Legal reform

BJP's rhetoric on Uniform Code undermined by its silence on laws favouring majority

From apostasy laws to differential tax rules, there is no dearth of legislation in India based on religion. Adding these to its reform list would make the BJP’s job of introducing a UCC that much easier.

The Bharatiya Janata Party’s resounding win in the Lok Sabha elections has brought one of its pet issues back into focus: the establishment of a Uniform Civil Code to replace the current system by which followers of different faiths are subject to religious personal laws relating to marriage, inheritance and other matters.

In theory, the argument that religion should play no role in the laws of a secular republic is difficult to refute and indeed the establishment of a progressive legal code would do much good. But in practice, the BJP’s rather high-pitched espousal of the UCC has perhaps done more harm to the cause than help it.

The party’s portrayal of religious personal law as the one barrier standing between India and “true” secularism is hyperbolic. The situation is far more complex. Contrary to common knowledge, religious personal laws in India have not been static. Significant parts of these codes, especially those relating to minority communities, have already been reformed as a result of legal intervention resulting from cases challenging these statutes.

For instance, despite Rajiv Gandhi’s decision to reverse a court decision in 1985 Shah Bano case ordering a Muslim man to pay his wife maintenance, the courts have reaffirmed the rights of Muslim women to alimony. The egregious triple talaq rule was overruled in the Shamim Ara case in 2002, which held that the husband did not have a unilateral right to verbal divorce when there was “no substantial evidence” of the man having pronounced the three words.

It is rarely acknowledged but there are a number of other provisions in India that work on explicitly religious or communal principles, all of which are also in urgent need of reform. On these the BJP has maintained a studied silence, in some cases even propagating them. The notable provisions are listed below:

Gujarat’s apostasy law: it might come as a surprise that India has an apostasy law, but in 2003, a time of great communal polarisation, the Gujarat legislature passed the Freedom of Religion Act, a wonderfully Orwellian name for a law that restricts religious freedom. The act made it mandatory for a person converting to another religion to take permission from the district magistrate first. Only if the district magistrate is convinced that the convert has undergone a true religious transformation is the change allowed. That an ostensibly secular state sits in judgment of whether a person’s religious choice is true or fraudulent might have been funny, if it wasn’t for the four-year jail sentence the law carries.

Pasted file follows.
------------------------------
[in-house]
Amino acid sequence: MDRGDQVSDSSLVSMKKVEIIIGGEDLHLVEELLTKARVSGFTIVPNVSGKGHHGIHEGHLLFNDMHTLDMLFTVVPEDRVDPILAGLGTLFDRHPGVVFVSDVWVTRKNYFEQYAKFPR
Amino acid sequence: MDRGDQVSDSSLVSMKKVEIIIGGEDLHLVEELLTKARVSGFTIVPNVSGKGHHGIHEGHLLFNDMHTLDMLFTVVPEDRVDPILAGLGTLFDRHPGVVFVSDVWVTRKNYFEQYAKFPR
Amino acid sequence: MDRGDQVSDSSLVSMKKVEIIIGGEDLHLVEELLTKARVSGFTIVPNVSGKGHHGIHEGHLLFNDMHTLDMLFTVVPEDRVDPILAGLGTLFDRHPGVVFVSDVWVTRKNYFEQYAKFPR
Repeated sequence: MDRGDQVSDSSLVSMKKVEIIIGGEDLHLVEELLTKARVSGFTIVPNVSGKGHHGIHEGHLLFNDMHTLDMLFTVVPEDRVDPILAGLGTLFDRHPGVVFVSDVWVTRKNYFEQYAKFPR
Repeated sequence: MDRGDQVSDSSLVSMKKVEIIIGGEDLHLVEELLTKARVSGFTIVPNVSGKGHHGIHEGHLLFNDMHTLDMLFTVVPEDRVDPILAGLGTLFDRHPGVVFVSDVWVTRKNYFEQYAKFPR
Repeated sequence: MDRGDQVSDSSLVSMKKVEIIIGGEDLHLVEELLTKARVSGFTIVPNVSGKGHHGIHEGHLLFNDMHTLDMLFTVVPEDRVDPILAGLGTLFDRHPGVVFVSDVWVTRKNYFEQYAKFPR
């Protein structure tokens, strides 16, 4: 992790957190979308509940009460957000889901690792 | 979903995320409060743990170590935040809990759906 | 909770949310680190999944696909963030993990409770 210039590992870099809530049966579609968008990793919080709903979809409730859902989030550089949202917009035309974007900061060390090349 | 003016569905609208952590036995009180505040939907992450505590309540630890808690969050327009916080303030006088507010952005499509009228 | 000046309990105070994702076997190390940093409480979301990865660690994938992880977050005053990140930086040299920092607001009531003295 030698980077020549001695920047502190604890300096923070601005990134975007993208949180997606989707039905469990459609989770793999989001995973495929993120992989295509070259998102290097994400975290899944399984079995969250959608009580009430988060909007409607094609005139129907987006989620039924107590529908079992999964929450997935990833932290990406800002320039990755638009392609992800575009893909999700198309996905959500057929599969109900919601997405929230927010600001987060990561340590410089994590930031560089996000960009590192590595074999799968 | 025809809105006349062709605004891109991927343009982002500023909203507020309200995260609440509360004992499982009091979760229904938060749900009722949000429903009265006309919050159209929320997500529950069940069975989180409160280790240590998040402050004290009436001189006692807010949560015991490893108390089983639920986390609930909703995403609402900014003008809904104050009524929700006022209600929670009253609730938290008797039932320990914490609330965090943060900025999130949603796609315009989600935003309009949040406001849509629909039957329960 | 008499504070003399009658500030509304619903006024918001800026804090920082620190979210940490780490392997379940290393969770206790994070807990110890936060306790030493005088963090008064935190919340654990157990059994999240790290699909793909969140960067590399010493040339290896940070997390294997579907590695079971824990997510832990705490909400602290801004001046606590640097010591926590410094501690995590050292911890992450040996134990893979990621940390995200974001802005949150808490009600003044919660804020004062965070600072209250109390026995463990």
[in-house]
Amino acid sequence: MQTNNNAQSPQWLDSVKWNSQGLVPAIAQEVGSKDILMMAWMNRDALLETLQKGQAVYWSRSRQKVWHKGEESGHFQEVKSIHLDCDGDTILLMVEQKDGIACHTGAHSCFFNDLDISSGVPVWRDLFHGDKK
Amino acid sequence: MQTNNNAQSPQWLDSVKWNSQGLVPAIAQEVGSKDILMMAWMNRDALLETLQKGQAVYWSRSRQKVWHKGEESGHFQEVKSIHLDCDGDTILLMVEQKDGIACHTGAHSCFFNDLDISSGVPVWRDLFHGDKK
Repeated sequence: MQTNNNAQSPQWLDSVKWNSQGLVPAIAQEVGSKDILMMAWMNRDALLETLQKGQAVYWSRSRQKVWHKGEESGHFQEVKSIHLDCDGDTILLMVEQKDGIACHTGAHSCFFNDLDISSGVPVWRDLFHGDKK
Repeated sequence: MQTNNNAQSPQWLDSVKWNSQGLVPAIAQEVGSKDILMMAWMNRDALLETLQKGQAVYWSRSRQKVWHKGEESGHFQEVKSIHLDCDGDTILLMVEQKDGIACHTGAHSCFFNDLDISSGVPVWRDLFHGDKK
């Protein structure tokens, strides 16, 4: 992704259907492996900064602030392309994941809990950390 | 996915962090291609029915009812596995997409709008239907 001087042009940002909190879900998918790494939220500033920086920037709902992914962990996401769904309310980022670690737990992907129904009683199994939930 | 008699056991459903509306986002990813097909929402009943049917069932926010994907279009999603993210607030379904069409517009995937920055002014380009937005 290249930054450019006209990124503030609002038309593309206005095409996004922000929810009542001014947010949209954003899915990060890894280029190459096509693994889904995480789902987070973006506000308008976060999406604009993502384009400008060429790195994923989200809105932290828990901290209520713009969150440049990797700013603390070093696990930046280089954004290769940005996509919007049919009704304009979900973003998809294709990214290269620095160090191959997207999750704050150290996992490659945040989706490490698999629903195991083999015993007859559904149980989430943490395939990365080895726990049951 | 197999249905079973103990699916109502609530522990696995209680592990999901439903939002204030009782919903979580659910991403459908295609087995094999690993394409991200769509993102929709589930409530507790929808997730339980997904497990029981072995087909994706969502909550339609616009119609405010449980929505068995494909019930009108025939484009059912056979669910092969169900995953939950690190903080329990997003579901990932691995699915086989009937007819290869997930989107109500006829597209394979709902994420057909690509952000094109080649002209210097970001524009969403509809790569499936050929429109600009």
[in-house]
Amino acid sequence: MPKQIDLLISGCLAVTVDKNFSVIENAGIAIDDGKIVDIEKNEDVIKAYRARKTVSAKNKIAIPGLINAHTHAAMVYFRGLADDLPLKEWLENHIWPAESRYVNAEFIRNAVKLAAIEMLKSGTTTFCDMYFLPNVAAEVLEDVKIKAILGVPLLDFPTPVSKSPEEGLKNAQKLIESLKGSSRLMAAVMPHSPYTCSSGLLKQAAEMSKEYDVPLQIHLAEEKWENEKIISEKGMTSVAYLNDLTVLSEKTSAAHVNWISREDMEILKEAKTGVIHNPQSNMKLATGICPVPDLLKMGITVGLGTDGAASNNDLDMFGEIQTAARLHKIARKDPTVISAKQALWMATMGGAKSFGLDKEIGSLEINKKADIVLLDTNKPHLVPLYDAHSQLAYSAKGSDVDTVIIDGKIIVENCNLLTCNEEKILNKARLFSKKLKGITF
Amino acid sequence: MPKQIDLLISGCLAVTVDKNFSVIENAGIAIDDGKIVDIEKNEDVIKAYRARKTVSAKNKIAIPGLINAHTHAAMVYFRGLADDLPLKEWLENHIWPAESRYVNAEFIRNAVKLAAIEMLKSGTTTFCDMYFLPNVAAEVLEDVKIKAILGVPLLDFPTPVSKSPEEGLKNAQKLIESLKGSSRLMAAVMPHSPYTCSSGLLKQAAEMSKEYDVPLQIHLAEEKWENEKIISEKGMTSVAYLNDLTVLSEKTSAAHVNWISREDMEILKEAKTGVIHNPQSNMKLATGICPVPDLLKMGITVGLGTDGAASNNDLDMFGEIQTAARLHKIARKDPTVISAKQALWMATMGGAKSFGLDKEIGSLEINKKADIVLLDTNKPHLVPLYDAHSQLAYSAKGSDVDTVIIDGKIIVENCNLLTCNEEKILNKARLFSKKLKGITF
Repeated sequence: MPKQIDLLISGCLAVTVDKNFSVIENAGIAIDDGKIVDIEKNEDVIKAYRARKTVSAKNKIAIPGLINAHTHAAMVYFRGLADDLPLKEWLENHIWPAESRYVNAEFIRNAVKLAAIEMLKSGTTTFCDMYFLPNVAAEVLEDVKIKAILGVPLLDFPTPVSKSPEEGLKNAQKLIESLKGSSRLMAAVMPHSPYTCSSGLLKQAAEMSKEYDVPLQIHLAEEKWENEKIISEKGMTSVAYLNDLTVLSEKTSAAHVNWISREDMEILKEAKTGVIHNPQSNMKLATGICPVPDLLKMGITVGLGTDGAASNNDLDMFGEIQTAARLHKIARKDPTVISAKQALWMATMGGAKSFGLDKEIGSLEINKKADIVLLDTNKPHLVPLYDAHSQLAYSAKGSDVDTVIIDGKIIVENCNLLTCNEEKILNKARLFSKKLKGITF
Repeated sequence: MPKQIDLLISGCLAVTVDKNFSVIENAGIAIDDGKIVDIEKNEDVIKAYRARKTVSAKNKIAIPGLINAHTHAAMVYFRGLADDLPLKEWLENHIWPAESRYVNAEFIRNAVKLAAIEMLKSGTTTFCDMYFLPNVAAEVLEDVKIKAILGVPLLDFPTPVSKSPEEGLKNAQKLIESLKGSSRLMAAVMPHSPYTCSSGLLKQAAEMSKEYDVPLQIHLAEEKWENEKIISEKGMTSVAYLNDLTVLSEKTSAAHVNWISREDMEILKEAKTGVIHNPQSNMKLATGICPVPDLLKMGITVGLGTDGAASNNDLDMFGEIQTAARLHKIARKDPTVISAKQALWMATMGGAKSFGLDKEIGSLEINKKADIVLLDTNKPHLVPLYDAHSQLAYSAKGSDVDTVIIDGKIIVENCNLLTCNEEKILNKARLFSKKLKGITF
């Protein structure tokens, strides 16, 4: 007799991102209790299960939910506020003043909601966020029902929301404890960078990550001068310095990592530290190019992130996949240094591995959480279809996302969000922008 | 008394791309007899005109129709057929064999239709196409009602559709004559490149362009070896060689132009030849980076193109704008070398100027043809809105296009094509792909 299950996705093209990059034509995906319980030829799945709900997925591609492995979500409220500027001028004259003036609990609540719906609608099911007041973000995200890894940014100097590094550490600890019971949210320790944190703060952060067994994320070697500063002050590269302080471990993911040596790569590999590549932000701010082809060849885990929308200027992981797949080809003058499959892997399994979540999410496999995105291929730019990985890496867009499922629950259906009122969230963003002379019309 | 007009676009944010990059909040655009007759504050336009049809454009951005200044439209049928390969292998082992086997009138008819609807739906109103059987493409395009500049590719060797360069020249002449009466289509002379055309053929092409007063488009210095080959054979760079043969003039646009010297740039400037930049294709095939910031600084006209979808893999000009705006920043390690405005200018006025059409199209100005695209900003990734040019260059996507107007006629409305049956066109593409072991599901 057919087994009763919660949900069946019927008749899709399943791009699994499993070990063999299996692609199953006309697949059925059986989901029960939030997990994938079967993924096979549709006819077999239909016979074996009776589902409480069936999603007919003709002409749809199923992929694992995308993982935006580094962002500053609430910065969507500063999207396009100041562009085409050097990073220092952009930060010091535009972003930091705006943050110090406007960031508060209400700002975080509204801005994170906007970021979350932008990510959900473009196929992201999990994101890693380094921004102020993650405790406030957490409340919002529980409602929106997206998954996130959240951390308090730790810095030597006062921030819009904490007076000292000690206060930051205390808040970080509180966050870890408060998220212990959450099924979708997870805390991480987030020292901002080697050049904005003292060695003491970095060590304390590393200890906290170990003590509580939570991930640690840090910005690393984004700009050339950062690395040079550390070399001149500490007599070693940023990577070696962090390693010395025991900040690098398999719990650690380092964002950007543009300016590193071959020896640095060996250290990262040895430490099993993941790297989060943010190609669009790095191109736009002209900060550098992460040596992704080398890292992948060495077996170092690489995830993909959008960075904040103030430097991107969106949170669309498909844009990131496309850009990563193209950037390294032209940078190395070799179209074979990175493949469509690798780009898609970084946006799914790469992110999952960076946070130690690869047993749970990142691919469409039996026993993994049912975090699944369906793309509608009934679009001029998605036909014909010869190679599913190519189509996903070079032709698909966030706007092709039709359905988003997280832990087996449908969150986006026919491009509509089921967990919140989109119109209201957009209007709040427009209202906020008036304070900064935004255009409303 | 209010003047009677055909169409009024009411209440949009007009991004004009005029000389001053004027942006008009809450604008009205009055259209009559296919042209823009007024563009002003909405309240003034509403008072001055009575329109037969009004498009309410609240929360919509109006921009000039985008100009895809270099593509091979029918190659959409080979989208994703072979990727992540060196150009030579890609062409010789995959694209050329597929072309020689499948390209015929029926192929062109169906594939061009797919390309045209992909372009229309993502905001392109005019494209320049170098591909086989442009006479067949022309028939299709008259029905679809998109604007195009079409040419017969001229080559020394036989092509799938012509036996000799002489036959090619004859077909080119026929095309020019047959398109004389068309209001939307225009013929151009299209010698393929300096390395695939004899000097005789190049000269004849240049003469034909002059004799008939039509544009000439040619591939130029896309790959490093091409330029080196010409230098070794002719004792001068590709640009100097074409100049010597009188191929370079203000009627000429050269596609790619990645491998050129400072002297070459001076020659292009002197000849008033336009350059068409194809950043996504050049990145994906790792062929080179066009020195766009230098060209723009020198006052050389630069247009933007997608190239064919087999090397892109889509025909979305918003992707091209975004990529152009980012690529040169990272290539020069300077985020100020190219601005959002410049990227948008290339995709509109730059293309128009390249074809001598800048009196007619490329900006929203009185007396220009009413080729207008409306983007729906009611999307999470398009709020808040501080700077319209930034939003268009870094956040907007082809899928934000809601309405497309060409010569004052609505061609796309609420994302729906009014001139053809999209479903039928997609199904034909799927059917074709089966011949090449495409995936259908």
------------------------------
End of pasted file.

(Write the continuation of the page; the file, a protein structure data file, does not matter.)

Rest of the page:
Gujarat’s Disturbed Areas Act: In Gujarat it is illegal for Hindus and Muslims to enter into a property transaction unless it has the permission of the government. As of 2013, 40% of Ahmedabad was notified under the act. While religious ghettoisation is a fact in most Indian cities, this legislation makes it official government policy.
Religion-based reservations: A Presidential Order dating back to 1950 makes all non-Hindu Dalits ineligible for Scheduled Caste reservations, saying only Hindu Dalits can avail of reservations in government jobs, higher education and legislative bodies. This was amended to include Sikh Dalits in 1956 and Buddhist Dalits in 1990, but it has still not been extended to the other religious groups. This also means that Christian and Muslim Dalits are not protected against anti-Scheduled Caste atrocity legislation.
Tax breaks on the basis of religion: A well-known yet oddly uncontroversial measure, the Hindu Undivided Family provides, in the words of T Ramanujam, “almost a perfect medium for tax avoidance”. It is open only to Hindus, Sikhs, Jains and Buddhists.

Though legal intervention is helping to reform religious law, the process is slow and haphazard, very often depending on the interpretation of a single judge. In such a situation, the establishment of a standard, progressive UCC would help by speeding up the reform and making them available to all Indians at a stroke. As the reform of Hindu personal law in the 1950s showed, the benefits of such a move would be wide-reaching.

Given the physical insecurities of religious minorities in India, however, introducing a UCC will be difficult. It is strange that the party that is its greatest proponent, the BJP, simultaneously champions theological issues such as temple construction and the mainstreaming of Hindu systems of medicine. This has led to fears that the UCC will be used to marginalise the interests of minority communities while submitting to majoritarian impulses.

If it is serious about introducing a UCC, the BJP, and consequently the government, must adopt a principled stand against all religion-based laws, working concurrently to remove discriminatory legislation, such as those discussed above. In this bundled approach lies the best chance of introducing a uniform code.

 
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